The Hubble Space Telesecope's new observing program, Frontier Fields, has revealed its first image. Hubble has observed the Abell 2744 galaxy cluster, known as "Pandora's Cluster," and will use gravitational lensing to get a detailed look at distant galaxies.
According to the Hubble press release, Abell 2744 is the result of at least four galaxy clusters merging. The collision of hundreds of galaxies has led to some peculiar phenomena, and previous Hubble observations determined the mass of Abell 2744 is made up of galaxies (roughly 5 percent), hot gas (20 percent) and dark matter (around 75 percent). Some features observed by the space telescope include regions that only contain dark matter with no hot gas or galaxies present, while another region features galaxies and dark matter but no evidence of hot gas.
Abell 2744 is located 3.5 billion light-years from Earth. Dan Coe, who led the research on Abell 2744 in a previous study, said in a statement, "Abell 2744 seems to have formed from four different clusters involved in a series of collisions over a period of some 350 million years. The complicated and uneven distribution of the different types of matter is extremely unusual and fascinating."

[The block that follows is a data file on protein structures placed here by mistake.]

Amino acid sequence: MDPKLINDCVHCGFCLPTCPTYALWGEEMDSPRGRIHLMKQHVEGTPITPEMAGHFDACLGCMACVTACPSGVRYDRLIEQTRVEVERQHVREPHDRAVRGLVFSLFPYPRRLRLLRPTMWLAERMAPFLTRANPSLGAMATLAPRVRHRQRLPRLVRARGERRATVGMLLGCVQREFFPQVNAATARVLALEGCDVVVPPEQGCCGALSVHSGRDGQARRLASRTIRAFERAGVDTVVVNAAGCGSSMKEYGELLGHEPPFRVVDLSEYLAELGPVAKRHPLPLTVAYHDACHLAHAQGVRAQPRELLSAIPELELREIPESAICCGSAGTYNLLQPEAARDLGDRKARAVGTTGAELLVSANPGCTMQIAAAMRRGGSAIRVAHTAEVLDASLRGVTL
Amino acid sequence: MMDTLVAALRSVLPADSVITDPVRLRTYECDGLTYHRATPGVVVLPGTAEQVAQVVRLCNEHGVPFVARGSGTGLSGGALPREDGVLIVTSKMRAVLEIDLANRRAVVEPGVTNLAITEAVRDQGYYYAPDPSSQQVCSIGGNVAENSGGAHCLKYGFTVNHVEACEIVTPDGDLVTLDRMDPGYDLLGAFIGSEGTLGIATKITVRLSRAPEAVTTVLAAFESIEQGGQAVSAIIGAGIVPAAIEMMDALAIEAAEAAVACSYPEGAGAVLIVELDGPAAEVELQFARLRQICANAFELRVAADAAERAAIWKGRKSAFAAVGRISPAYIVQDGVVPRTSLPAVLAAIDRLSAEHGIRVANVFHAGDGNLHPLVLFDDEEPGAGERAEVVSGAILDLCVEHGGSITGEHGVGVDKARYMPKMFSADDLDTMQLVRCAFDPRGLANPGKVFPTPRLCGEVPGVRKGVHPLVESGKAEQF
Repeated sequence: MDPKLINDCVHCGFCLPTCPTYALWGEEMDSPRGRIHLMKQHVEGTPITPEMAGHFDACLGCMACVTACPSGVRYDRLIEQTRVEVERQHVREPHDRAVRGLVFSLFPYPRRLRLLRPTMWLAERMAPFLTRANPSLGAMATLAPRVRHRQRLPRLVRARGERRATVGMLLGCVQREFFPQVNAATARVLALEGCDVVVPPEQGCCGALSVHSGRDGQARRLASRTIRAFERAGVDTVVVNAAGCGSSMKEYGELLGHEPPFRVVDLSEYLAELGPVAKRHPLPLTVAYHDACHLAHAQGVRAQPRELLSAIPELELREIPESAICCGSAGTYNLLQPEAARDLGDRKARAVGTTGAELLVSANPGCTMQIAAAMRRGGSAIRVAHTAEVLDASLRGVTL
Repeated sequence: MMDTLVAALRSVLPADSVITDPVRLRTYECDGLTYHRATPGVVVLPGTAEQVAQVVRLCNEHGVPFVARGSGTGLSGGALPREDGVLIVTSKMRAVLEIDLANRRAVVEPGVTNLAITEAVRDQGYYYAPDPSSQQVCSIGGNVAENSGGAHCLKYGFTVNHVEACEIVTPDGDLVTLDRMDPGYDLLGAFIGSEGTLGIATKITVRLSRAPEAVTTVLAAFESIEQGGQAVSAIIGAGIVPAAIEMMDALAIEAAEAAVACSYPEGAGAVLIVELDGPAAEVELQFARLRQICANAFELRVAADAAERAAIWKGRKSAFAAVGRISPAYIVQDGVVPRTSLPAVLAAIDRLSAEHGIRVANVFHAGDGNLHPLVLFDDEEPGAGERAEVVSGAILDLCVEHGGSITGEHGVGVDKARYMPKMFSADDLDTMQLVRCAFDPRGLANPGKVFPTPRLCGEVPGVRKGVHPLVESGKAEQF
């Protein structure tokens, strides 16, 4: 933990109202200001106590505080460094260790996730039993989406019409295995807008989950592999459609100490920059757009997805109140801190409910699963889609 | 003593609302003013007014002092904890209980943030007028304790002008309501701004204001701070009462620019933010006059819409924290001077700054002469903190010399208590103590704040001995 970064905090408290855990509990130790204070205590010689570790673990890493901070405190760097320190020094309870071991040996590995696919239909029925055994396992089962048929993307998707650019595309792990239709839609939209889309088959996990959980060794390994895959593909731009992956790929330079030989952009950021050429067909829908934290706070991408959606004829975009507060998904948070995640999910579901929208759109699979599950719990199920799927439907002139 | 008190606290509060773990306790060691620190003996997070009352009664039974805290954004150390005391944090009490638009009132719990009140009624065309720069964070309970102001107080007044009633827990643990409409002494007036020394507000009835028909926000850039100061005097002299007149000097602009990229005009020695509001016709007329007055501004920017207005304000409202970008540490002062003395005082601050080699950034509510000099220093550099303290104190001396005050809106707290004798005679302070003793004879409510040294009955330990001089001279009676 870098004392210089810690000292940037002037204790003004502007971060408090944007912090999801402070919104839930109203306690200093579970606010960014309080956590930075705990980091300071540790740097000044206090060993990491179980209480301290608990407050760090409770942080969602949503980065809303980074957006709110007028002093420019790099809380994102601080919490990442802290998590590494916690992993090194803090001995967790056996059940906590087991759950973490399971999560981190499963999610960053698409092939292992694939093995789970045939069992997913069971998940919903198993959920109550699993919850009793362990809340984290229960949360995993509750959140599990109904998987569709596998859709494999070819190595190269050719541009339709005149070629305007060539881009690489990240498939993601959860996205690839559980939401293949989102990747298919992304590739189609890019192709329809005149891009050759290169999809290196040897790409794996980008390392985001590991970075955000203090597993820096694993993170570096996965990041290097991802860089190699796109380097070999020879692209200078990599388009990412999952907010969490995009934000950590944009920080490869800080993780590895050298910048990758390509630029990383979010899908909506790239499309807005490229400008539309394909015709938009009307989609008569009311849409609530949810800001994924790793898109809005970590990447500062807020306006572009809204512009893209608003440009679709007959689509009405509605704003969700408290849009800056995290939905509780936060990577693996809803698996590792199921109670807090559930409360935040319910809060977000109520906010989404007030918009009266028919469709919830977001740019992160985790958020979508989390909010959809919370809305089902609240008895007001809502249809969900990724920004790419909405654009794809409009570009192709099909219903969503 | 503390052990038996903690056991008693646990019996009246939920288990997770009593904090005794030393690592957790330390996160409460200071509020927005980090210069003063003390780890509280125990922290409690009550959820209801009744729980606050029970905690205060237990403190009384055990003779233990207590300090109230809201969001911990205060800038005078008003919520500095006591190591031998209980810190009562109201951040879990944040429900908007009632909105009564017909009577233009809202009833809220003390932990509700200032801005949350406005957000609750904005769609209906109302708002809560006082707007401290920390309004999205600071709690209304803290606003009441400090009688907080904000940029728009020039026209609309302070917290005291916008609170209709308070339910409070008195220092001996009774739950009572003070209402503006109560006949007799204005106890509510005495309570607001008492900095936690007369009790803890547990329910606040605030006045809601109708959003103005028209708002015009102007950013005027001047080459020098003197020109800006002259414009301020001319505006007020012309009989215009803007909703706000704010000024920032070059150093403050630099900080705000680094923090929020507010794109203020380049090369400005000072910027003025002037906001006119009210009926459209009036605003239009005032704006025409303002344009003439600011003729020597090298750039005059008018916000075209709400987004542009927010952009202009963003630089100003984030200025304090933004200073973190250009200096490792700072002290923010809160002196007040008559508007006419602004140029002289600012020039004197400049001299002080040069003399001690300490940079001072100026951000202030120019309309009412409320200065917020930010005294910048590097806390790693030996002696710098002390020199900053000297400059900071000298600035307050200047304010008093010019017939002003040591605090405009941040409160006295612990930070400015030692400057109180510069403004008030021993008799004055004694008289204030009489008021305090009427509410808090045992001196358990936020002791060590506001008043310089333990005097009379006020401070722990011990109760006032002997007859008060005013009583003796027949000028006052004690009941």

The new Hubble image shows spiral and elliptical galaxies as well as the distorted images of distant galaxies, seen as arcs throughout the image. Hubble will use the Abell 2744 galaxy cluster as a way to observe even more distant galaxies via gravitational lensing.
According to Hubble, "Gravitational lensing is a phenomenon caused by an object's influence on the space-time around it." In warped space-time, light from distant galaxies will bend around the object, in this case the Abell 2744 galaxy cluster, and to the observer. Gravitational lensing also helps magnify the image of the more-distant galaxy.
Hubble's Frontier Fields will use gravitational lensing from six galaxy clusters to observe more distant galaxies. For Abell 2744, several galaxy candidates were identified using this technique and the research was submitted to the Astrophysical Journal.
Charles Poladian joined IBTimes in October 2012 and, when not reporting on all things topical, can be found reading or photographing concerts.